Kocharyan stated that the current government in Armenia has said it does not need diasporan institutions but can work directly with the diaspora. This is one of the causes of the diaspora’s losing confidence in the current government, he said. He, on the other hand, declared that Armenia’s relations must be with an organized diaspora and not with individuals, as having institutional structures in various communities will make it easier for Armenia to work with them.

When asked whether he would recreate a diaspora ministry or a new body for relations with Armenians abroad, he first carefully noted that he did not agree that Armenia must manage the diaspora. He said he did not think that would be possible either. He suggested two models, a diaspora ministry, or a strong structure in the foreign ministry with one of the deputy ministers responsible for the diaspora. He said while the first approach sounded better to him, and probably sounded better to the diaspora, on the other hand, diaspora relations in general are conducted through embassies and it could create problems if there were two bodies dealing with these relations.  He said it was necessary to avoid creating a purely bureaucratic structure.

Kocharyan was asked what measures could be taken to promote the Western Armenian language, literature and culture. He said this question would have to be examined by specialists. He added that he had appointed deliberately during his presidency, especially in the early period, members of the ARF as ministers of culture and education because that political party was particularly dedicated to the preservation of national culture. As the ARF is part of his current electoral coalition, he said that means that his team contains a force or element which will very actively deal with these issues.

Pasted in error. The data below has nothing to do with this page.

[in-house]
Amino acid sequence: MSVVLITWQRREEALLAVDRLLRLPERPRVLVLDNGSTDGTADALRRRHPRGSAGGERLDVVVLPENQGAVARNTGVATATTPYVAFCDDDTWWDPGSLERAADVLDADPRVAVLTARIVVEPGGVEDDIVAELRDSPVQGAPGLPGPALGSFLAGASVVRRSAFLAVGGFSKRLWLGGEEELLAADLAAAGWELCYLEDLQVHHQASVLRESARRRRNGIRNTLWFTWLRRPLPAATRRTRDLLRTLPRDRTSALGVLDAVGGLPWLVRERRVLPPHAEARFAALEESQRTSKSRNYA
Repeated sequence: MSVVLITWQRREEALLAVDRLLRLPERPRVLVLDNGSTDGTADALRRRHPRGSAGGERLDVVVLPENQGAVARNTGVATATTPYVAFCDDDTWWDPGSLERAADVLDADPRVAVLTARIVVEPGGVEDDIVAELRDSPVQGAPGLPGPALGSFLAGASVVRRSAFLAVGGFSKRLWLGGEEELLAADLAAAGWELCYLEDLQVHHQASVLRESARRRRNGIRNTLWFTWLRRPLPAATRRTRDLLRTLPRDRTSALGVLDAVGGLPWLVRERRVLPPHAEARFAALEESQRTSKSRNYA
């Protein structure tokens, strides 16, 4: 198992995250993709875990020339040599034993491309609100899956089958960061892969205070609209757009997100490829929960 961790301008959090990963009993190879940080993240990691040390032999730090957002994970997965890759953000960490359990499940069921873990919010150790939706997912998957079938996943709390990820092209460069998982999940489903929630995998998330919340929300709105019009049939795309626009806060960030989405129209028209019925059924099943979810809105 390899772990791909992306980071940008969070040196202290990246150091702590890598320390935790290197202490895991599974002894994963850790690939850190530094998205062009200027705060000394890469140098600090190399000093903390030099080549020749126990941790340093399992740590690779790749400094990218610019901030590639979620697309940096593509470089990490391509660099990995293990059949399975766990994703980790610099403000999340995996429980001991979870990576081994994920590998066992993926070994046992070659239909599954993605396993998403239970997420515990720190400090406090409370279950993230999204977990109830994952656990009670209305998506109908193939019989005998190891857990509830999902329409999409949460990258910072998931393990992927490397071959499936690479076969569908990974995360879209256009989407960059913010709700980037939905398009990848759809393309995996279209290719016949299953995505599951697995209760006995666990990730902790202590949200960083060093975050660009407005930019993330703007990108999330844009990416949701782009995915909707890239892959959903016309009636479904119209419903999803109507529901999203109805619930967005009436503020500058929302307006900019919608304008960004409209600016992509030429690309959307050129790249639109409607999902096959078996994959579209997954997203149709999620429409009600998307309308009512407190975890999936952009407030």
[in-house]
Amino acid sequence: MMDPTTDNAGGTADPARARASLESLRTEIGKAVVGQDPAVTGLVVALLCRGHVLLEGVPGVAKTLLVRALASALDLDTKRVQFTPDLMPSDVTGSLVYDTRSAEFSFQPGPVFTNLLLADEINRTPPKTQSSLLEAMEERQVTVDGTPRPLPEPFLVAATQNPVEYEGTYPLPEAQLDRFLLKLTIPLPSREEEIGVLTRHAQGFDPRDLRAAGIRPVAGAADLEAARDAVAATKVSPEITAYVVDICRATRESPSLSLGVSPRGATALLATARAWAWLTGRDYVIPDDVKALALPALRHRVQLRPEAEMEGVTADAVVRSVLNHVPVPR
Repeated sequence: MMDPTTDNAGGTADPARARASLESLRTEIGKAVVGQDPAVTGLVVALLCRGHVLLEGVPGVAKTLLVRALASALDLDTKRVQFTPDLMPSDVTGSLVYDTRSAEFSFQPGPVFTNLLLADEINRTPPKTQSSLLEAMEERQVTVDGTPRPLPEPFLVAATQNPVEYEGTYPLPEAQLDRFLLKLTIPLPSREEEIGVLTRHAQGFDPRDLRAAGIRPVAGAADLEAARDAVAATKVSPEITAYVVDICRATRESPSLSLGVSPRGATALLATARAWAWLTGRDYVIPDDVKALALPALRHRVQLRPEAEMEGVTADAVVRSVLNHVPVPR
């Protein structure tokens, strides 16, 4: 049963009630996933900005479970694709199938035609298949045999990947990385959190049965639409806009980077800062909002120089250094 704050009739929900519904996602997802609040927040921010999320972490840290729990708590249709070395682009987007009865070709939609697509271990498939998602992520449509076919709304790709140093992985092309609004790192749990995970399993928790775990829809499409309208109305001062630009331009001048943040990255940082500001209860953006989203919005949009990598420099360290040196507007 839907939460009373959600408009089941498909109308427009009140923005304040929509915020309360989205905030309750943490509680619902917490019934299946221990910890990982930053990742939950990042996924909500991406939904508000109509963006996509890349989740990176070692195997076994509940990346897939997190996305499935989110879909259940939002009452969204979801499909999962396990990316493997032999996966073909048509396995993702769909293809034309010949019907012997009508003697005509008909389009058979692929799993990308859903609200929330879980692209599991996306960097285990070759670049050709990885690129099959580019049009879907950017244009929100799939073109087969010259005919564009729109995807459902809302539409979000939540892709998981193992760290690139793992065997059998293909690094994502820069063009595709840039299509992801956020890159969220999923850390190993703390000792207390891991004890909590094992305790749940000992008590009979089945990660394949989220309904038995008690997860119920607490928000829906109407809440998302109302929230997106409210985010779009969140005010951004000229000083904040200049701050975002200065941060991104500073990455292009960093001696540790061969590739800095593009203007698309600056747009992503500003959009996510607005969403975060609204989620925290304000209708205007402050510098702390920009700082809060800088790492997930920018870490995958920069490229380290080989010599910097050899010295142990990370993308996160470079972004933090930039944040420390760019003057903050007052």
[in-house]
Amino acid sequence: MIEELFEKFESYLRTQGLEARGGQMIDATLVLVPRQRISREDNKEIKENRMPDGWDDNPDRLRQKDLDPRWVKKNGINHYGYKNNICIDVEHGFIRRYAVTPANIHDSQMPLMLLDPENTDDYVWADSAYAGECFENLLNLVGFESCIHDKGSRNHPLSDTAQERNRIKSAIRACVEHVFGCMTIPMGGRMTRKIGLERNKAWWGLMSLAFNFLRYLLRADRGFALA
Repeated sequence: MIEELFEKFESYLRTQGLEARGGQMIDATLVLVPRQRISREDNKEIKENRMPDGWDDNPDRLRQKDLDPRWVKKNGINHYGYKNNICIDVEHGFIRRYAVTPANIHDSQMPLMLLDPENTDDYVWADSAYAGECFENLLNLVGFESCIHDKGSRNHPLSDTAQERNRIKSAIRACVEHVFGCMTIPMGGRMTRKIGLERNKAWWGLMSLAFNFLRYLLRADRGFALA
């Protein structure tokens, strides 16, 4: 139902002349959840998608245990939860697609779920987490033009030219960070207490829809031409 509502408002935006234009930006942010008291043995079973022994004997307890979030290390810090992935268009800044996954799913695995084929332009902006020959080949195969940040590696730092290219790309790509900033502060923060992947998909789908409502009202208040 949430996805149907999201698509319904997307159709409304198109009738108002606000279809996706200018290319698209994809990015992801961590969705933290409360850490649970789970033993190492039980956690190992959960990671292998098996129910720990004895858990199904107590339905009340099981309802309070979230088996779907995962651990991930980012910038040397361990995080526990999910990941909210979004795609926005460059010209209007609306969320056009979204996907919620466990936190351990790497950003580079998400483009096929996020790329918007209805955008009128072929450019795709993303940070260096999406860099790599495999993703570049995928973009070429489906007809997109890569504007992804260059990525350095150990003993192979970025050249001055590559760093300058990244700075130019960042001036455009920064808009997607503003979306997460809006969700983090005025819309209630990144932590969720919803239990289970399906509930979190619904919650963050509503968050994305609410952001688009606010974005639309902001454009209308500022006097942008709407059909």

Kocharyan, in response to a question about Iran, stated that he is always in favor of deepening relations with it, though Armenia has faced great pressure from other quarters, especially the United States, against this. He regretted that during his regime it was not possible to build a second gas pipeline.

When asked about the struggle against corruption and oligarchy, he proclaimed that there is no one on his electoral campaign’s list of candidates who is an oligarch. Instead, he pointed to the current regime, which though in 2018 declared war on oligarchy, now has in its list the most famous oligarch of Armenia (presumably he is referring to Khachatur Sukiasyan, number four in the Civil Contract list of candidates), and there are others. Kocharyan said that thus, the Pashinyan regime has betrayed all its slogans.

In another direct criticism of Pashinyan’s government, he stated that since 2018 it had tried to remove the “national” from Armenian education. He claimed that some Western-based NGOs, which he called “Sorosakan,” or connected to billionaire philanthropist George Soros, pursued such goals,  causing great damage, and their offices must be obstructed and not permitted to operate in Armenia. He posited that people who worked in those NGOs moved into government structures, including the Ministry of Education, after the Velvet Revolution and were able to introduce their ideas on a governmental level.

A variety of other topics were quickly covered in the conference. Occasionally suggestions were made by participants, who had a limited opportunity at the end of the conference to speak. For example, the idea of promoting news dissemination in non-Armenian languages like the Turks and Kurds do was suggested, and Kocharyan thought this was a good idea in principle. The moderator suggested that further suggestions could be forwarded electronically to the Armenia Alliance in the future.

Armenian Revolutionary Federation Bureau Chairman Hagop Der Khatchadurian in the Zoom conference

At the end of the event, Hagop Der Khatchadurian, Armenian Revolutionary Federation Bureau chairman, thanked Kocharyan for making time for this conference and spoke briefly of the goals of the Armenia Alliance, including a return to a national ideology and establishing an honorable peace.